Plot: A group of environmental activists have arrived in a lush, tropical locale to look into reports of toxic waste being dumped in the area. As the friends explore the region and try to track down information, the man behind the ecological terror is hard at work to increase his profits. Foley (Bill Wohrman) has indeed been polluting the area with radioactive waste, but he plans to continue to do so, perhaps even increasing his nefarious acts, should the cash be there. His wealth affords him protection even from the law, as The Judge (Van Johnson) is happy to overlook his violations, as long as the pay keeps rolling in. But another threat lurks in the waters here, as a giant, mutated crocodile has been stalking the area and eating people alive, though hunter Joe (Thomas Moore) is on its trail. As the toxic sludge keeps flowing the crocodile keeps swallowing up victims, can the ecological activists find some way to end the madness or is too late to restore the tropical splendor?
Entertainment Value: I do love the “when animals attack” genre, so of course I had fun with Killer Crocodile, which unleashes a nice cocktail of b movie elements. I wouldn’t rank it with the craziest or bloodiest movie of this type, but it has a wonderful crocodile and I love the nature vs. environmentalist narrative, so there is a lot to like this with this Jaws knockoff. The narrative is simple and to the point, which allows ample time for the crocodile to take center stage and the movie is quite generous in that regard, as this animal does indeed attack and often. In this genre, sometimes we are teased with our beast or only given the full onslaught in the final act, but Killer Crocodile wheels out this ridiculous monster all the time. I don’t think anyone would mistake this for a real crocodile of course, but it is super fun to watch in action and lends a nice b movie charm, so no complaints there. A wacky, outlandish creature creation can work wonders and this movie benefits greatly from how ridiculous this crocodile is, as any scene with the beast is a good time. I do wish it was snappier and more insane, but Killer Crocodile is still a fun ride and for those who appreciate animal attack cinema, it earns an easy recommendation.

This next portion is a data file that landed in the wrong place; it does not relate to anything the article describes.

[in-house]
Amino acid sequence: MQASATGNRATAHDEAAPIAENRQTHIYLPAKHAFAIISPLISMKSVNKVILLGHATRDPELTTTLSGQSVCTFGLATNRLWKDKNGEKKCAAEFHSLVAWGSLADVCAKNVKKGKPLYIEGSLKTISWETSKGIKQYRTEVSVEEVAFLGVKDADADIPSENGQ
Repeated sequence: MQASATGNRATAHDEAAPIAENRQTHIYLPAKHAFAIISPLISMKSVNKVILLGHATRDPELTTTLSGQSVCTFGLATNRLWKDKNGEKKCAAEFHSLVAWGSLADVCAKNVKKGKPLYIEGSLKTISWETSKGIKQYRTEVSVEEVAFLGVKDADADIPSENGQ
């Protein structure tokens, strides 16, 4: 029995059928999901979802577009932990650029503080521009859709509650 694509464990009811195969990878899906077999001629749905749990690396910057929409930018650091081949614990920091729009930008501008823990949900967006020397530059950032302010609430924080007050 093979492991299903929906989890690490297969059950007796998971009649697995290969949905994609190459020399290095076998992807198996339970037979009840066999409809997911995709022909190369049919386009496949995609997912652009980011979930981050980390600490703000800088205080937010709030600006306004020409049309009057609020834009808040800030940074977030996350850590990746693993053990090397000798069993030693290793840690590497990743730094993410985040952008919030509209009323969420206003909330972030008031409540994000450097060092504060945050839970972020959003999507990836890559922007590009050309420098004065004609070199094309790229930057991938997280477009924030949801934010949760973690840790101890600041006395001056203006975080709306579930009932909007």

The characters in this one are too focused on protecting the environment and trying to stay alive, so there’s minimal sleaze here. In terms of bloodshed, the movie uncorks a number of crocodile attacks and some do have some splashy results, but this isn’t wall to wall carnage by any means. The beast chomps down on numerous people, leading to severed limbs, some of which are gushing crimson, others which are clearly rubber, which is still hilarious. There’s also eye trauma, some squishy guts, a facial mutilation, and an explosive headache, the latter of which is the crown jewel of the gore here, shown in vivid detail. The attacks also yield some minor blood here and there, as well as big laughs and some memorable sights. The dialogue in this one produces some fun lines, whether because of wooden deliveries of generic banter or over the top histrionics that are a blast to watch. Not as many wild or quotable lines as I’d like, but Van Johnson alone brings enough to the table to put some points on the board. Between Johnson and the crocodile itself, the needle moves on the insanity scale a little, but Killer Crocodile never commits to full tilt craziness.
Overall Insanity: 4/10
The Disc: Severin Films has given us Killer Crocodile on Blu-ray, with a fresh 2k scan sourced from the original negative. The movie looks fantastic here and much cleaner than expected, though some light debris is seen at times. Those instances are minor at worst however, while detail and depth are rock solid, colors look natural, and contrast is on the mark. I’d have to think this is likely the best Killer Crocodile has ever or will ever look on home video, another terrific treatment from Severin Films. On the audio front, you can choose between Italian and English soundtracks, with optional English subtitles provided as well. The extras include four new interviews, with makeup artist Giannetto De Rossi, actor Pietro Genuardi, actor Richard Anthony Crenna, and cinematographer Federico Del Zappo discussing the production of Killer Crocodile. You can also watch the film’s trailer.